McDonald’s struggles from inflation, Israel-Hamas war won’t slow global expansion


McDonald’s bumpy end to last year—and the additional turbulence it expects in 2024—won’t slow down its plans to reach 50,000 restaurants globally by 2027, a company spokesperson told Quartz on Monday (Feb. 5).

Struggles in the fourth quarter and beyond

McDonald’s sales of $25.4 billion for the 2023 fiscal year fell about 0.2% short of Wall Street’s expectations Monday, according to analysts surveyed by FactSet. The company’s stock dropped more than 3% in morning trading after the news.

As with other big food brands, its international sales were hurt in the fourth quarter by the Israel-Hamas war.

The fast food chain said the issues it faced last year—war and inflation—will persist.

“We continue to operate in a challenging environment with varying levels of headwinds across our markets,” CEO Ian Borden told investors on a call. “Looking ahead to this year, we anticipate these headwinds will continue as the current macro dynamics continue to weigh on both our consumers and our business results, along with the war in the Middle East.”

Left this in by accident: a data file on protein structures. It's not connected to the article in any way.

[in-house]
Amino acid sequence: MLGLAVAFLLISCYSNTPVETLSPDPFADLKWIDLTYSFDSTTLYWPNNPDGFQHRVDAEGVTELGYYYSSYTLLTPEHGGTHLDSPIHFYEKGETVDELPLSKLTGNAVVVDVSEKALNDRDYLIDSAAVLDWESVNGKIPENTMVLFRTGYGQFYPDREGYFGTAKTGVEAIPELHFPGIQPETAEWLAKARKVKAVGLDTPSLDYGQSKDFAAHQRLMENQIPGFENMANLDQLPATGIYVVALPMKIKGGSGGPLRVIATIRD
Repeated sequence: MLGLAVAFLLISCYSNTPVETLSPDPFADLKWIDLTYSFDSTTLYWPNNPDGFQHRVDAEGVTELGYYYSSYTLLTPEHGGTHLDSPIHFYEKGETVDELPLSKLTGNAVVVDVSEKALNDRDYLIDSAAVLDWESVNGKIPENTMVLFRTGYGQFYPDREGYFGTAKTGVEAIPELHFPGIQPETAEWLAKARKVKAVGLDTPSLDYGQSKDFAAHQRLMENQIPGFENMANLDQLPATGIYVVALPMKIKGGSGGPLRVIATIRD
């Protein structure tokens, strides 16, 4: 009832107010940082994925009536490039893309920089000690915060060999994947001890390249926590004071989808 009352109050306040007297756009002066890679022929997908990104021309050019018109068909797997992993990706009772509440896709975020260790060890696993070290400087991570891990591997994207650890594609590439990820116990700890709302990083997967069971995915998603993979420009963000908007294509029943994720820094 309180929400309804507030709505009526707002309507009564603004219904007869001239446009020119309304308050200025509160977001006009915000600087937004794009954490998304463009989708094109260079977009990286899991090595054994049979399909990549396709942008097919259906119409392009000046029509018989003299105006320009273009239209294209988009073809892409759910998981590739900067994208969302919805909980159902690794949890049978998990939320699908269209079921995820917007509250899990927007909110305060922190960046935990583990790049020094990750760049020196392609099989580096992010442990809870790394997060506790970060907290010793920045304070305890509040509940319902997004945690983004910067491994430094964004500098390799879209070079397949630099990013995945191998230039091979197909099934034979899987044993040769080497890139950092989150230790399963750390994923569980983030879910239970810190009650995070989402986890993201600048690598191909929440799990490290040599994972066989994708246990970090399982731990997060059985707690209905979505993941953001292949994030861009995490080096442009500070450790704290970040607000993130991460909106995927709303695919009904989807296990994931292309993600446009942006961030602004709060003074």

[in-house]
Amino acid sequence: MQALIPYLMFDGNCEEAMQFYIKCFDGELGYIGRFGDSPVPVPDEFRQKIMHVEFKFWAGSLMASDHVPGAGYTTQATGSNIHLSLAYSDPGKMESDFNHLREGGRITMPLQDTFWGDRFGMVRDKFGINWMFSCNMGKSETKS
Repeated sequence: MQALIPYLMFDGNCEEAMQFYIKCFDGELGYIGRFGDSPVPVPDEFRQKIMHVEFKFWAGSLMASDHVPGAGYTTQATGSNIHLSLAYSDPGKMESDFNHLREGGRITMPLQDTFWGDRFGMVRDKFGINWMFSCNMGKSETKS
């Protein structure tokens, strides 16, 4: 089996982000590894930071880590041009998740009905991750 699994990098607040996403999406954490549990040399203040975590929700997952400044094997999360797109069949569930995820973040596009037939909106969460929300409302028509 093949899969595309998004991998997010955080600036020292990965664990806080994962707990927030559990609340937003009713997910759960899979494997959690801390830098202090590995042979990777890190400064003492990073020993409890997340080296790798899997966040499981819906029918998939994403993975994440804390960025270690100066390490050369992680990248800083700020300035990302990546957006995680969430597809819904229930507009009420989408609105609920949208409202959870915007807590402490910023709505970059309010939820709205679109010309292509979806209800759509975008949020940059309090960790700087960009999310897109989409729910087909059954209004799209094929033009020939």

Notably, company profits in 2023 were still nearly 40% higher than the prior year, with earnings per share beating forecasts in the fourth quarter.

“We have confidence that our competitive strengths and our ability to continue to evolve to stay ahead of the customer positions us to succeed in any economic environment,” Borden said.

…But the big, bangin’ expansion continues

McDonald’s made a splash at the end of last year when it announced a massive global expansion. The chain plans to add about 10,000 restaurants by 2027, with about one third located in China, its fastest growing market.

The company said Monday that it plans to launch 2,100 of those new restaurants in 2024, with nearly half in China alone. That’s on top of the more than 1,000 locations it already opened in the country in 2023.

Why McDonald’s matters for Americans

Fast food, like the auto industry, is a behemoth of the American economy, contributing up to $108 billion to US GDP every year. McDonald’s is the sector’s giant, worth 70 times more than Wendy’s and about six times the company (Yum! Brands) that owns both Taco Bell and KFC.

Despite economic pressures, the company has forged ahead with its plans to get bigger and better. In addition to the expansion, it launched a new drive-thru-only, smaller slushie-and-snack-focused spinoff called CosMc’s last year. That venture received mixed reviews, but it managed to attract customers from far and wide—much more so than the average McDonald’s.


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